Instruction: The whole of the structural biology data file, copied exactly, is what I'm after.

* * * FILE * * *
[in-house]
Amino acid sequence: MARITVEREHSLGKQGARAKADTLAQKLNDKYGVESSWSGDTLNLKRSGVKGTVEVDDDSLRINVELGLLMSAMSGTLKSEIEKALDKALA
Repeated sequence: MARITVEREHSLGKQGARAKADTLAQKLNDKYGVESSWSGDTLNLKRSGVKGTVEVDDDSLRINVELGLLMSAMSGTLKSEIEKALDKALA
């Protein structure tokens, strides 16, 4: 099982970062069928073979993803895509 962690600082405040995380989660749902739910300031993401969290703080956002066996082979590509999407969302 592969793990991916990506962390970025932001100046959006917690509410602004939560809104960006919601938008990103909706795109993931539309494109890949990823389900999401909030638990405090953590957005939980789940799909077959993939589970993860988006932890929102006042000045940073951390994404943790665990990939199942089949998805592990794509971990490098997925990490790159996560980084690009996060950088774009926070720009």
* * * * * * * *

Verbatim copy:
[in-house]
Amino acid sequence: MARITVEREHSLGKQGARAKADTLAQKLNDKYGVESSWSGDTLNLKRSGVKGTVEVDDDSLRINVELGLLMSAMSGTLKSEIEKALDKALA
Repeated sequence: MARITVEREHSLGKQGARAKADTLAQKLNDKYGVESSWSGDTLNLKRSGVKGTVEVDDDSLRINVELGLLMSAMSGTLKSEIEKALDKALA
């Protein structure tokens, strides 16, 4: 099982970062069928073979993803895509 962690600082405040995380989660749902739910300031993401969290703080956002066996082979590509999407969302 592969793990991916990506962390970025932001100046959006917690509410602004939560809104960006919601938008990103909706795109993931539309494109890949990823389900999401909030638990405090953590957005939980789940799909077959993939589970993860988006932890929102006042000045940073951390994404943790665990990939199942089949998805592990794509971990490098997925990490790159996560980084690009996060950088774009926070720009």